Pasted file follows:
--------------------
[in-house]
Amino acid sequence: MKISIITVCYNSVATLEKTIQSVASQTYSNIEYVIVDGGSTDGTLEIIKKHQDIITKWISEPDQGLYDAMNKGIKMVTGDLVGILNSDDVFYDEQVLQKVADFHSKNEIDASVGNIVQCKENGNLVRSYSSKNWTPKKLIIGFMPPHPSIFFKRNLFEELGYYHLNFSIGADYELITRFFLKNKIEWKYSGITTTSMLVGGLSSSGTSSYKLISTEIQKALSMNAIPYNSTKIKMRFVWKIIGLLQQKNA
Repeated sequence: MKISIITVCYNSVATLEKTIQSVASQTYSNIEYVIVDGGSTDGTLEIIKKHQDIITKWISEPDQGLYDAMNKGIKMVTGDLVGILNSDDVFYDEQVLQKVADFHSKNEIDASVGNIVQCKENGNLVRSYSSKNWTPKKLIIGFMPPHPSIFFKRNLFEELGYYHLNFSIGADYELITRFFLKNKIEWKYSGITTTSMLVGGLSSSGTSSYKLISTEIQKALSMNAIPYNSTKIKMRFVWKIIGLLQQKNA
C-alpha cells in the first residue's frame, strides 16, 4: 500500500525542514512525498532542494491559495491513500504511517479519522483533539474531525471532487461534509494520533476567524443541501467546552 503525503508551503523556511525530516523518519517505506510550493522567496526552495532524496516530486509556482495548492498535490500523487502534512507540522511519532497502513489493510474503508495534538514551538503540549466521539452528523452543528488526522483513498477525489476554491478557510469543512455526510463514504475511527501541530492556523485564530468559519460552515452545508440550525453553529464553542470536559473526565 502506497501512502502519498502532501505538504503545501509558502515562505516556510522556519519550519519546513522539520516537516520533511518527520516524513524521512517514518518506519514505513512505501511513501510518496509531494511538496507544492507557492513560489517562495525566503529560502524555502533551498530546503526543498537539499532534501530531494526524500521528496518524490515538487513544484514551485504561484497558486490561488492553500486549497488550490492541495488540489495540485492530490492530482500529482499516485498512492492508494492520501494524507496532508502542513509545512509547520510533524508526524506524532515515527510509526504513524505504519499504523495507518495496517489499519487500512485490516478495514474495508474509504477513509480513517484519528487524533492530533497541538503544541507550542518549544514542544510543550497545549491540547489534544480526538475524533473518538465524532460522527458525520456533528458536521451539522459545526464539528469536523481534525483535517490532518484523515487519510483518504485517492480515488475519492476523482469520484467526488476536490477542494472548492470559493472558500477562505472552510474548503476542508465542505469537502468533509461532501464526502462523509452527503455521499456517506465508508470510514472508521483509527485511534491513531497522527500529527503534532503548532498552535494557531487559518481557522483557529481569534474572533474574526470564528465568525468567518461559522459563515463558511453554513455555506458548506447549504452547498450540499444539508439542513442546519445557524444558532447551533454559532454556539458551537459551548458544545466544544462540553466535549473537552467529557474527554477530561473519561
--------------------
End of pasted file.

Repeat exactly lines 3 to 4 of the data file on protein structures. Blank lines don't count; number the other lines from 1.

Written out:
Repeated sequence: MKISIITVCYNSVATLEKTIQSVASQTYSNIEYVIVDGGSTDGTLEIIKKHQDIITKWISEPDQGLYDAMNKGIKMVTGDLVGILNSDDVFYDEQVLQKVADFHSKNEIDASVGNIVQCKENGNLVRSYSSKNWTPKKLIIGFMPPHPSIFFKRNLFEELGYYHLNFSIGADYELITRFFLKNKIEWKYSGITTTSMLVGGLSSSGTSSYKLISTEIQKALSMNAIPYNSTKIKMRFVWKIIGLLQQKNA
C-alpha cells in the first residue's frame, strides 16, 4: 500500500525542514512525498532542494491559495491513500504511517479519522483533539474531525471532487461534509494520533476567524443541501467546552 503525503508551503523556511525530516523518519517505506510550493522567496526552495532524496516530486509556482495548492498535490500523487502534512507540522511519532497502513489493510474503508495534538514551538503540549466521539452528523452543528488526522483513498477525489476554491478557510469543512455526510463514504475511527501541530492556523485564530468559519460552515452545508440550525453553529464553542470536559473526565 502506497501512502502519498502532501505538504503545501509558502515562505516556510522556519519550519519546513522539520516537516520533511518527520516524513524521512517514518518506519514505513512505501511513501510518496509531494511538496507544492507557492513560489517562495525566503529560502524555502533551498530546503526543498537539499532534501530531494526524500521528496518524490515538487513544484514551485504561484497558486490561488492553500486549497488550490492541495488540489495540485492530490492530482500529482499516485498512492492508494492520501494524507496532508502542513509545512509547520510533524508526524506524532515515527510509526504513524505504519499504523495507518495496517489499519487500512485490516478495514474495508474509504477513509480513517484519528487524533492530533497541538503544541507550542518549544514542544510543550497545549491540547489534544480526538475524533473518538465524532460522527458525520456533528458536521451539522459545526464539528469536523481534525483535517490532518484523515487519510483518504485517492480515488475519492476523482469520484467526488476536490477542494472548492470559493472558500477562505472552510474548503476542508465542505469537502468533509461532501464526502462523509452527503455521499456517506465508508470510514472508521483509527485511534491513531497522527500529527503534532503548532498552535494557531487559518481557522483557529481569534474572533474574526470564528465568525468567518461559522459563515463558511453554513455555506458548506447549504452547498450540499444539508439542513442546519445557524444558532447551533454559532454556539458551537459551548458544545466544544462540553466535549473537552467529557474527554477530561473519561